It’s not like iOS isn’t meant to deal with asynchronous events. In fact, it has lots of different techniques… all mutually incompatible, owing to the long development of the Cocoa and Cocoa Touch APIs over the years, and the legacy of Objective-C.
So now let’s look at how ReactiveX deals with this. In Rx, things that change over time are offered as observables. […] So, where’s the rub? For starters, it takes a long time to get the hang of Rx, both to get into its mindset (it sucks when you just need to get the current value of something, but it’s an observable, so there’s no real concept of a “current” value). And then there are all the operators. Follow that link to the operators that I linked a few paragraphs back. There are over 70 of them.
In practice, there are lots of ways to mess this up. Are you right to only want one event? What if you forget to capture
self weakly? The worse problem is when your closure is never called: setting breakpoints in this code will do nothing, so it’s a hair-pulling exercise to figure out if
fooObservable is not producing events, or if your chain is screwing them up somehow.
In my experience, Rx turns out to be far more costly than it would originally appear from the propaganda. I can’t speak for my ex-employer of course, but my own takeaway is that 1) adopting Rx can take way longer than you’d expect, 2) RxSwift seems to really slow down the Swift compiler (possibly because of having to do a bunch of type inference through those chains of Rx operators).
I don’t buy the idea of replacing everything with it. But use the right tool for the right job. For chained operations it is better than promises/futures and much better than callbacks/closures.
Adam C. Engst:
I’m sure many of you are nodding your heads in agreement, or wondering why I’m telling you all this. I’m no frequent flyer, so I’m sure that these improvements have been obvious to road warriors for a while. But I wanted to document how to do all this because I saw a lot of people still relying on paper boarding passes on that last trip. The experience of relying on an iPhone is so good, and so much better than dealing with paper, that if you’ve avoided it so far, I urge you to give it a try next time. But feel free to print a paper boarding pass as a backup until you’re comfortable with using your iPhone instead!
At the end of the check-in process, the apps I’ve used have provided a relatively clear Add to Wallet link or button. Tap it, and when it hands you off to Wallet, make sure everything looks correct in the boarding pass and then tap the Add link in the upper-right corner. You may or may not need to do this for each boarding pass; check to see what’s in Wallet after the first one. Now you’re ready for when you go to the airport.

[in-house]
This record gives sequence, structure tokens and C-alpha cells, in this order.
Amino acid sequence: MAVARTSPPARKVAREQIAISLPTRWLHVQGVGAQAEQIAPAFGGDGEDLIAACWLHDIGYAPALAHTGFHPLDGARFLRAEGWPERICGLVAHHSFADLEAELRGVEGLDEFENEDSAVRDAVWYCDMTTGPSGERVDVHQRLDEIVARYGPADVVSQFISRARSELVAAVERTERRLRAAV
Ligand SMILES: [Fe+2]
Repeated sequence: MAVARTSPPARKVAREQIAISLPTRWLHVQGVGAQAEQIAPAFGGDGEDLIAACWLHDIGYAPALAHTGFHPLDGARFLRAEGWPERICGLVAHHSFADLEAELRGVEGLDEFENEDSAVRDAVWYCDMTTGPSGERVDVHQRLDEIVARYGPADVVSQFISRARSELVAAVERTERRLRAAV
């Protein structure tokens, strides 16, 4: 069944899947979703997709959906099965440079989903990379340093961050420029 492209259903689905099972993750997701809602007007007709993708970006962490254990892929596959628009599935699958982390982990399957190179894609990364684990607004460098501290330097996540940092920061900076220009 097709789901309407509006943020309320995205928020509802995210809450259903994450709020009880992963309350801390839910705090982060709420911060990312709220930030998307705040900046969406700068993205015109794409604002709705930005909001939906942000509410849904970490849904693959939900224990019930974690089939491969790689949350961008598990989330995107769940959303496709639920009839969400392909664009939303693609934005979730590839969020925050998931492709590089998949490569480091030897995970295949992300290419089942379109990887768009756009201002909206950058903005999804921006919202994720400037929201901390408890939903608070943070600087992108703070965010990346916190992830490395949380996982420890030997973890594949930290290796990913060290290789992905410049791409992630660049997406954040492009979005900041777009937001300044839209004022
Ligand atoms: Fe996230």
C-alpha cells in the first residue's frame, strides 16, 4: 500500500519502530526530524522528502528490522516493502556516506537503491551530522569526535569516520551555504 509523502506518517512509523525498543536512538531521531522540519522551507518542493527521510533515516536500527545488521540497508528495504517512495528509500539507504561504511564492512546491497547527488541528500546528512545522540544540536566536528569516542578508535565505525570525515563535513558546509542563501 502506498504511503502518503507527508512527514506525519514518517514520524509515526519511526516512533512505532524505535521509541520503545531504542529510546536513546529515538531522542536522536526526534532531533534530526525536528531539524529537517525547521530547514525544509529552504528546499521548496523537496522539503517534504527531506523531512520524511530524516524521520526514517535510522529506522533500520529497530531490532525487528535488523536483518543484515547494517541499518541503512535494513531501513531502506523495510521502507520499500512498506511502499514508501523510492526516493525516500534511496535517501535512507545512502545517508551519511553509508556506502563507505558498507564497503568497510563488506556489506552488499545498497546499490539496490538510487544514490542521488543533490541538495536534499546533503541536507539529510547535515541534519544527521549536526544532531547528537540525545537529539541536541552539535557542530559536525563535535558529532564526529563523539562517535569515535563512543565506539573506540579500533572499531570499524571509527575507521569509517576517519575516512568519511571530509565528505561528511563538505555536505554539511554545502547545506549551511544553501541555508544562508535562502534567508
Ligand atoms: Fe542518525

I’d still want a paper copy in case my iPhone spontaneously shuts down. Also, sometimes they won’t let you swipe the pass yourself, and I don’t want to hand my iPhone to the attendant. I admit to not really appreciating the benefit of Wallet here. It’s an extra step to use, but then you can access the boarding pass from the lock screen instead of having to open the app. And maybe it saves you from having to rely on the airline app at the critical moment? I’ve twice had an airline app stop working after arriving at the airport but before boarding. So now I always take a screenshot of the boarding pass just in case.
Eject (via Brian King):
One common pain point with Interface Builder is that as a view becomes more dynamic and is managed more programatically, Interface Builder becomes less helpful. This tool lets developers use Interface Builder without that concern, giving them an Eject button to hit when Interace Builder starts getting in the way, and provides an easy path to transition to full programatic view layout.
Previously: Working Without a Nib.
On 15 March 2017, Dropbox will convert all Public folders on free accounts to private folders, breaking existing links. Dropbox now recommends using a shared folder or shared link for sharing files with others. Dropbox Plus and Dropbox Business users can continue to use the Public folder until 1 September 2017.
Although it’s annoying to lose the Public folder and its HTML rendering capability, Dropbox remains useful because it’s integrated so well into the Mac and iOS experience, and it just works.
Although, some of its recent behavior has been troubling. I just want a basic folder that syncs and doesn’t peg my CPU when there’s filesystem activity in an unrelated folder.
Previously: Dropbox Discontinues HTML Rendering.
Auto-play videos suck. They use bandwidth, and their annoying sounds get in the way when you’re listening to music and open a web page. I happen to write for a website that uses them, and it annoys me to no end. (My editors have no control over those auto-play videos, alas.)
But you can stop auto-play videos from playing on a Mac. If you use Chrome or Firefox, it’s pretty simple, and the plugins below work both on macOS and Windows; if you use Safari, it’s a bit more complex, but it’s not that hard.
To do the whole thing from Terminal:
defaults write com.apple.safari WebKitMediaPlaybackAllowsInline 0
defaults write com.apple.safari com.apple.Safari.ContentPageGroupIdentifier.WebKit2AllowsInlineMediaPlayback 0
(Or substitute com.apple.SafariTechnologyPreview.)
I fought for six months to get those [videos] turned off. When I left, they turned ’em right back on.